We need to equip young people for the jobs of the future from a pre-school age
Even before the age of six, children can be taught the kind of soft skills and emotional intelligence that will matter in the job market in years to come.
As the world enters the age of the fourth industrial revolution, marked by accelerating innovation and the adoption of automation, the future of work is a fundamental question for the Middle East. While some jobs will be lost and others will be created, nearly all jobs will be transformed.
The new reality is one in which 45 per cent of jobs will be automatable by 2030. The automation potential will vary across sectors: jobs requiring repetitive routine work such as manufacturing, warehousing and transportation will see more than 50 per cent of its work done by smart devices. Jobs that require emotional intelligence and creativity such as the arts, health care and entertainment will only see a 29 to 37 per cent automation rate.
The first major consequence of the rise of automation is clear: the need for technological, social and emotional skills will rise – the qualities that machines cannot account for, just as the demand for physical and manual skills gradually drops off.
The major challenge that remains in the region is education. How do we teach and integrate the requisite soft skills in today’s youth?
The recent launch in Abu Dhabi of Mohamed bin Zayed University of Artificial Intelligence, the world’s first university with a singular focus on artificial intelligence, is one way in which the region is adapting to prepare young graduates for an as-yet-known future.
On a broader level, it is imperative to stress the point that the success of the Middle East’s youth is of critical importance to the global workforce. Today the region is home to one in every 10 people in the world below the age of 30. By 2030, that number will become one in every six. The education of this demographic matters, not only to the region but to the global economy.
Ensuring that we equip youth with the skills employers will demand in the future is our responsibility. If we do not plan ahead now, we risk leaving a young generation feeling displaced and inheriting a more fragmented and disconnected world than we live in today.
With this context in mind, for the Middle East to thrive, education must undergo a radical shift. We cannot expect teaching and learning to continue as it is, or that talent will be automatically ready to slot into an automated workplace.
Our research reinforces this point. Up to 57 per cent of the region’s currently employed workforce fall into the two categories most likely to be affected by automation displacement: those with high school or “some professional experience”, and those who do not have high school qualifications. By comparison, those with a higher education degree or equivalent professional experience see the chances of their employability and job skills being replaced halve from 55 per cent to 22 per cent.
As we expect a significant increase in demand for social and emotional skills, as most occupations shift towards the strengths of the human condition, we must tailor educational modules and teaching styles around this. The very concept of a physical classroom and lecture hall will likely change. Learning could be provided through multiple sources that enhance digital capabilities and connectivity. For instance, digital platforms that connect students with teaching professionals, even peers, offer immense potential, from bringing affordable education to low-income, low literacy level areas to immersing students in the new digital world from the get-go.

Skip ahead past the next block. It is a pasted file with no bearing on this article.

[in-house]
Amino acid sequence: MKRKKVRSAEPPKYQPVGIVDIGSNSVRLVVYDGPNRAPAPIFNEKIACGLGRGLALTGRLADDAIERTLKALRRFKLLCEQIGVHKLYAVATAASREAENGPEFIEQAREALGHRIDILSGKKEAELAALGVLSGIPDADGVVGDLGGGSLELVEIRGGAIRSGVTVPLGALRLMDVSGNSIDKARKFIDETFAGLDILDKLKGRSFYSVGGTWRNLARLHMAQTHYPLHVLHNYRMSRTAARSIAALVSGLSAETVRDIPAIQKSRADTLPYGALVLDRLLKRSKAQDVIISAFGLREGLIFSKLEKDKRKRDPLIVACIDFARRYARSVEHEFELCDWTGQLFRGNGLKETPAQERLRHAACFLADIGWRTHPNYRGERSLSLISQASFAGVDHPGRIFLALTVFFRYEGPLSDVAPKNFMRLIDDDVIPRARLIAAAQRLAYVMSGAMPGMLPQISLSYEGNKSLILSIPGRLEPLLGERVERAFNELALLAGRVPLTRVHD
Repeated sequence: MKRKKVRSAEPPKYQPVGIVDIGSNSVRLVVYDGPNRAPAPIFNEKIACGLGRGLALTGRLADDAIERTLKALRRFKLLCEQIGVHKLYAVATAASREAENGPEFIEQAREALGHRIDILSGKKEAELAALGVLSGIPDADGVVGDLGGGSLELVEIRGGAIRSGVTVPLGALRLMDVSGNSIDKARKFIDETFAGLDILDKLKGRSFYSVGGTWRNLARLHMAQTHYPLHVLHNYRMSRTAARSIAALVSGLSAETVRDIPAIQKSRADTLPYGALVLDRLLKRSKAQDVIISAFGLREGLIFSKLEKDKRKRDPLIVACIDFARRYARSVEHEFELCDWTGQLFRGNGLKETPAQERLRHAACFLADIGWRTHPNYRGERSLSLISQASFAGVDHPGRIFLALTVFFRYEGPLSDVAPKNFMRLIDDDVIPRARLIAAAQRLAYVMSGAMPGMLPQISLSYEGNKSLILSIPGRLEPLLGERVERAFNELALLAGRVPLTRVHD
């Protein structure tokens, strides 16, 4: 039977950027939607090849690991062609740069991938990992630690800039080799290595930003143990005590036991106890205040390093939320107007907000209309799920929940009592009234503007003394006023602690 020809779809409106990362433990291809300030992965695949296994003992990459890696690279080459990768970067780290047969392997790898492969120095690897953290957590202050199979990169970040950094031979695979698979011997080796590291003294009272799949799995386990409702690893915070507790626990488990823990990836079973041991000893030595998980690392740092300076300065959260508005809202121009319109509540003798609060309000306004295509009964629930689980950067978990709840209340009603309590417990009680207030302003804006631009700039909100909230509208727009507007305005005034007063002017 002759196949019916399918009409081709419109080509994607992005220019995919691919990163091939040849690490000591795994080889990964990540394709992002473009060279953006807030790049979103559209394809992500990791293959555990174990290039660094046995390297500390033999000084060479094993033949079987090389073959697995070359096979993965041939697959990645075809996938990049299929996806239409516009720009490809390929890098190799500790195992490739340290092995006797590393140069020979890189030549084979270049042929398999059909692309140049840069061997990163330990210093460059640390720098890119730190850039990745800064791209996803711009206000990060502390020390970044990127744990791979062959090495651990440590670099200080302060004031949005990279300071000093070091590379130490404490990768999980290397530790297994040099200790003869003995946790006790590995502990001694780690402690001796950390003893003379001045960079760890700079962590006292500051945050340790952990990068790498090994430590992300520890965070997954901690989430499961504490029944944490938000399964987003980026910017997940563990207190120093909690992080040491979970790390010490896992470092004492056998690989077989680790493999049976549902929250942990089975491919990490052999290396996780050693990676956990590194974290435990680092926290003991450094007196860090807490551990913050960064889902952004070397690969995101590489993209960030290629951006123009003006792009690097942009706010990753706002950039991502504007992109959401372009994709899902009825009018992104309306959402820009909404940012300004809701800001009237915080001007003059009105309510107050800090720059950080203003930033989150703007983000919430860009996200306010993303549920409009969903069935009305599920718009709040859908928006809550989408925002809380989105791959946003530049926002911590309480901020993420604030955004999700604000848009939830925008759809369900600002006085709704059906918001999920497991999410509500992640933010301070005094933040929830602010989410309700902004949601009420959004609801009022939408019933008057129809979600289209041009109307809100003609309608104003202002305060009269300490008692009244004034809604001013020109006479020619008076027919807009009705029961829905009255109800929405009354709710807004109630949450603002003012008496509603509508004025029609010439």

When it comes to personal learning spaces, these digital classrooms can yield algorithms that can be disseminated to students’ digital devices to provide ongoing feedback on preferred learning styles and environments.
The role of teachers will inevitably have to change too. To develop soft skills, such as greater emotional intelligence and creativity, teachers will become more like personal coaches besides just imparting technical knowledge. There will likely be an emphasis on developing positive mindsets and personalities that can adapt to a plethora of scenarios.
This shift in teaching styles and practices will necessitate a change in the teacher training and selection process. How do we equip professionals imparting this new set of skills? Finland provides a glimpse of the answer when it comes to teacher selection. It has pioneered an AI-informed selection process that favours personalities who lend themselves to being facilitators rather than two-dimensional knowledge providers.
To get to where we need to be, there are some fundamental steps that can be taken. Given that up to 90 per cent of the human personality is developed by the age of six, we must ensure that those “teachers” who are not in the education system but still shape the minds of the young – be they parents or carers – are well-versed in how to understand and cater to youthful emotional development. Within the education system itself, there needs to be a profound transformation of early stages learning, away from knowledge assimilation and towards the development of emotional attributes.
Our region’s youth will need to be prepared for a rapidly evolving future of work. Acquiring new skills that are in demand will be critical for the economic development of the region. A well-trained workforce equipped with the skills required to adopt automation and AI technologies will ensure that our region’s economies benefit from productivity growth and that the talents of all workers are properly harnessed.
Dirk Schmautzer is a partner at McKinsey and Company in Dubai, where he leads education practice in the Middle East. Marco Dondi is an engagement manager at McKinsey Middle East